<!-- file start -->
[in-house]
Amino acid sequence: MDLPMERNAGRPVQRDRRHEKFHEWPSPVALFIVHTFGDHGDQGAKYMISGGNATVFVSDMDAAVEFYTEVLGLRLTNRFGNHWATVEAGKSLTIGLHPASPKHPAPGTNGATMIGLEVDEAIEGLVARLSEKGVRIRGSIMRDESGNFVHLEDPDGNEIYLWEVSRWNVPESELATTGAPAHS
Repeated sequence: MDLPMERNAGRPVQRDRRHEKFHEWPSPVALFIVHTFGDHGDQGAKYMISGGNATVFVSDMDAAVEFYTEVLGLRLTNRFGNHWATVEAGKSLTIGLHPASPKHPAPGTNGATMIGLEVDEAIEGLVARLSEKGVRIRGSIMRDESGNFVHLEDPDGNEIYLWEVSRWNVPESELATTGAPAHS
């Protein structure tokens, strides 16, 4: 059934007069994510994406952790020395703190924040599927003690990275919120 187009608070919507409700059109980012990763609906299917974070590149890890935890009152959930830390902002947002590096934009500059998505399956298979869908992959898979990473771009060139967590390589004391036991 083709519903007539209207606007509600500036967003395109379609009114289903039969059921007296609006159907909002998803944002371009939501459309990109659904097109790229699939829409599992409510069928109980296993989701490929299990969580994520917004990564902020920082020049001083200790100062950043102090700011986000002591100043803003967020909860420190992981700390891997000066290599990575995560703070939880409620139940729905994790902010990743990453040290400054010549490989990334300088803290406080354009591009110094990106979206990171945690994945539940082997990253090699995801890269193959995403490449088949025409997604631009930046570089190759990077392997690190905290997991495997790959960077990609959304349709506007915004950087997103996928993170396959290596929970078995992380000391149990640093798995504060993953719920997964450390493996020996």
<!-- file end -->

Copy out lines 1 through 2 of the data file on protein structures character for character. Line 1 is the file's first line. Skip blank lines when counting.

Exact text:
[in-house]
Amino acid sequence: MDLPMERNAGRPVQRDRRHEKFHEWPSPVALFIVHTFGDHGDQGAKYMISGGNATVFVSDMDAAVEFYTEVLGLRLTNRFGNHWATVEAGKSLTIGLHPASPKHPAPGTNGATMIGLEVDEAIEGLVARLSEKGVRIRGSIMRDESGNFVHLEDPDGNEIYLWEVSRWNVPESELATTGAPAHS